It happens to me twice a year. When the weather turns cold, I gain weight. When the weather warms up, I gain weight. I’m not quite sure why it works that way, but I am sure that it is damn annoying. It’s especially hard to accept in the spring after I have been doing this all winter with slices of pizza.
Springish weather has arrived early in Chicagoland this year (thank God), so I’m trying to get a jump on that weight gain as the seasons change. I don’t ever remember cycling in February before, but I made it out 4 times on my bike last month on my way to a planned 500 miles this season. How far did I get?
I purposely broke one of mine on January 2nd. The weight of carrying it around all year seemed unbearable to me. I resolved to do something each day to personally or professionally improve myself or the world. I’m not talking about a daily shave or shower here, although my family would heartily endorse a resolution dedicated to my personal hygiene. No, I wanted to make a real difference. I responded to that resolution by doing nothing at all on January 2nd.
I felt better once that was out of the way, but I am still trying each day to follow that resolution. However, if I get to the end of the day, and haven’t done much of anything, well …
I’m okay with that, because I broke the resolution back on January 2nd. Yes, it is twisted logic, but it works for my twisted mind.
I made another resolution, and I barely kept that one going yesterday.
I took a couple weeks after November ended to determine if I had lost a weight loss battle or the entire war. The month of November was certainly my weight loss Waterloo, and I don’t mean the city of Waterloo in Iowa, home of the Sistene Chapel reproduced in spray paint on the walls and ceiling of a warehouse turned into a restaurant that is now closed. Thanks, Covid.
No, I’m talking about Napoleon’s Waterloo where he lost his final battle while also gaining 5 pounds thanks to a cheesecake binge. I lost a major weight loss battle in November. Fat cells are now occupying my liver, and they are threatening to invade my pancreas unless their demands for sugared sodas and cake are met. However, I may not have lost the war. Signs in December are positive about returning to or close to my goal weight I met over the summer.
I can break November into 2 distinct halves. The first half of November was characterized by 4 things:
July was a real up & down month weightwise for me. Up is not the direction I want to go, but 2 personal trips, 1 business trip, and a family birthday party throw my eating and exercise plans off a bit. I was up a couple pounds, down a couple, up, down, up, down, etc. But the final result for July was down 3 lbs, and I made my goal weight set at the beginning of the COVID lockdown.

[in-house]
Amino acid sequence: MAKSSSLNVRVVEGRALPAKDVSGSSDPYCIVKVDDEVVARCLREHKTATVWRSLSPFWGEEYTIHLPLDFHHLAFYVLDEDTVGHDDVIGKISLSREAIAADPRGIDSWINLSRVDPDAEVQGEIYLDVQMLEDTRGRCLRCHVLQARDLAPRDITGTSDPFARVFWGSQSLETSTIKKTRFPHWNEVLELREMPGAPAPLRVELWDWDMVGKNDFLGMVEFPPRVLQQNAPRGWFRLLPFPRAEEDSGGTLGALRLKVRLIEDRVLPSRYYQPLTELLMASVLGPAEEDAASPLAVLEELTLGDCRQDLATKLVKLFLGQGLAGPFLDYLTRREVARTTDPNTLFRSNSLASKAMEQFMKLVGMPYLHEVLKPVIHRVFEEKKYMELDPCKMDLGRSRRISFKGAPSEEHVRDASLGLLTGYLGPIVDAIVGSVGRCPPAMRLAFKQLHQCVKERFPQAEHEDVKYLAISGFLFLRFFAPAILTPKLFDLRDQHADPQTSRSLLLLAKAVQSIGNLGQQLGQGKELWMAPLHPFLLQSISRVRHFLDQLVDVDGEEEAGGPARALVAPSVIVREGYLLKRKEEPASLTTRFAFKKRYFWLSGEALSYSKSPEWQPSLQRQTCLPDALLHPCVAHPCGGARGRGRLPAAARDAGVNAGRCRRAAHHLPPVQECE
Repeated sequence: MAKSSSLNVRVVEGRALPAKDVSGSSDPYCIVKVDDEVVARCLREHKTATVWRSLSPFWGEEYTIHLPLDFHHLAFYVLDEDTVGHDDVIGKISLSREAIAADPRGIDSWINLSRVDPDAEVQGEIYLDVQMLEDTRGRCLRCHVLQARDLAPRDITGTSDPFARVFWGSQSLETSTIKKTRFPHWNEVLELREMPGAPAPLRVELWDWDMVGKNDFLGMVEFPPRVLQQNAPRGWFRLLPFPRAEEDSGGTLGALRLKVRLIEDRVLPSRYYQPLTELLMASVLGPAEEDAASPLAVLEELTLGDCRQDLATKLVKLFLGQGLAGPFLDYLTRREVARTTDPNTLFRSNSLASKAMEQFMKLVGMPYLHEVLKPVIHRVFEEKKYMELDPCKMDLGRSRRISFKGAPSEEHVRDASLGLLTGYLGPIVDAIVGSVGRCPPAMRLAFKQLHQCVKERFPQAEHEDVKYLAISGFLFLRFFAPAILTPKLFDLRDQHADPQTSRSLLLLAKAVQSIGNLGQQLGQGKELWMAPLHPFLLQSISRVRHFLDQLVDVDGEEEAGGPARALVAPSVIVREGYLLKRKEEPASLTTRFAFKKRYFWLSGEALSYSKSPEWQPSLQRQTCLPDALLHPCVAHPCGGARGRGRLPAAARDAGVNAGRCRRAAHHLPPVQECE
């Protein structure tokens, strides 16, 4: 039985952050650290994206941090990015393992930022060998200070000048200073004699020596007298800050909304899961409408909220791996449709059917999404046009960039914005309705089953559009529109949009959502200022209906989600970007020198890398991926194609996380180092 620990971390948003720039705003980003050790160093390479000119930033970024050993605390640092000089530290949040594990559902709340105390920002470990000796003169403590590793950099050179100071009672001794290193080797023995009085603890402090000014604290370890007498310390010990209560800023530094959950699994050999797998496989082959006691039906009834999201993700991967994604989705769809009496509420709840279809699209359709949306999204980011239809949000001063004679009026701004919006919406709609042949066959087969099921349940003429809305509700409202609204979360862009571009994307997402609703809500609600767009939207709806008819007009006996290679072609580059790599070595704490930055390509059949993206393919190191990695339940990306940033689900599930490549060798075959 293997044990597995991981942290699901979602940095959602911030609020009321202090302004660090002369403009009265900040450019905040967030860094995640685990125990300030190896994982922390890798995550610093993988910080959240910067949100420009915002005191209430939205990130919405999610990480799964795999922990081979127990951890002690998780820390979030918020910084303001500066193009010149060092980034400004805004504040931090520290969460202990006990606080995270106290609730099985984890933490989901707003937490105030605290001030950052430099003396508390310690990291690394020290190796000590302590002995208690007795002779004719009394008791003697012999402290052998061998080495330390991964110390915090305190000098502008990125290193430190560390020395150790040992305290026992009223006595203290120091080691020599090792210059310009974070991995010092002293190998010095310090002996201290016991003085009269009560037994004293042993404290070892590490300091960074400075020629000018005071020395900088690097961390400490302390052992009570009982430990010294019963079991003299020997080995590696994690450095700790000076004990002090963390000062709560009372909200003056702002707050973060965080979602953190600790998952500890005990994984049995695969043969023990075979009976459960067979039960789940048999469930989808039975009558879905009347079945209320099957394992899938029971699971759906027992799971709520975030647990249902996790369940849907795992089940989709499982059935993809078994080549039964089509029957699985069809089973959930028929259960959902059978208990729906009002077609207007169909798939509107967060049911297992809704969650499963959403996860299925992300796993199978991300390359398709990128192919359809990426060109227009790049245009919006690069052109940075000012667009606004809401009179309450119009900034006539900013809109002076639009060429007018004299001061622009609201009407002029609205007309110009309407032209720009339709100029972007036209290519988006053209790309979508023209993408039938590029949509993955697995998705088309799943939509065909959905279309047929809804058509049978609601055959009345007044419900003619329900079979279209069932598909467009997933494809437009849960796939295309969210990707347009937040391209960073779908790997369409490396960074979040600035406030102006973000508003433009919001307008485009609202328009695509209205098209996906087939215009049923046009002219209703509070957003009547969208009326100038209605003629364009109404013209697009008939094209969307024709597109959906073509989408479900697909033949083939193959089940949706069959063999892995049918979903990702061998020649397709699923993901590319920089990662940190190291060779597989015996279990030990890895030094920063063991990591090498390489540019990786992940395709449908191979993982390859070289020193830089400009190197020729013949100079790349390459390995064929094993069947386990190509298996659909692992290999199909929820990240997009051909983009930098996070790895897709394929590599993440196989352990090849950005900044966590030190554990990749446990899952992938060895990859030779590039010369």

It wasn’t because of my steps. They were down, under 10,000 per day, but purposely so.
The last time I updated you on my efforts to reach my weight loss goal of 20 pounds (for those of you still living in medieval times, that comes out to 1.43 stones), I had fallen short in September. I was stuck at 17 pounds at the end of September after really working out hard that month. With cooler weather coming, I faced the prospect of no more swimming workouts in the convenience of our backyard pool. I am simply not up for a nice winter swim as some are.
Canadians, eh? And I cannot handle this exercise below freezing …
If you missed yesterday’s post, I finished writing a book this weekend. No, not a sequel to my Parasitic Twin novella, but a collection of short stories. As I warned I might do, the title has already been changed to “Beyond: Tales of the Afterlife.” But there were other milestones reached this past weekend.
I’m not happy about it, and my knee brace also looked displeased …
I haven’t stopped exercising, but my walks have become strolls, and my bike rides have become leisurely sightseeing excursions. That does have some advantages. Just this morning, I encountered this photogenic family while biking …
I like to exercise first thing in the morning, and most of this summer I have been walking in the mornings. After Charlottesville, I have preferred biking more than walking recently. We live in a hilly area, so there are lots of downhill stretches where I can coast downhill at 20+ mph. Going at faster speeds, I feel the wind in my face and I imagine that the wind is blowing the stench of racism, bigotry and hatred off of me that I absorbed from watching the Charlottesville coverage. Of course, once the downhill stretch is done, there are long uphill climbs that leave me winded with burning legs. Standing on the pedals to inch my bike forward uphill reminds me that our struggle against racism, bigotry and hatred is real and hard work. Cycling has been good therapy for me post-Charlottesville. If only we could bike to change what happened in Charlottesville.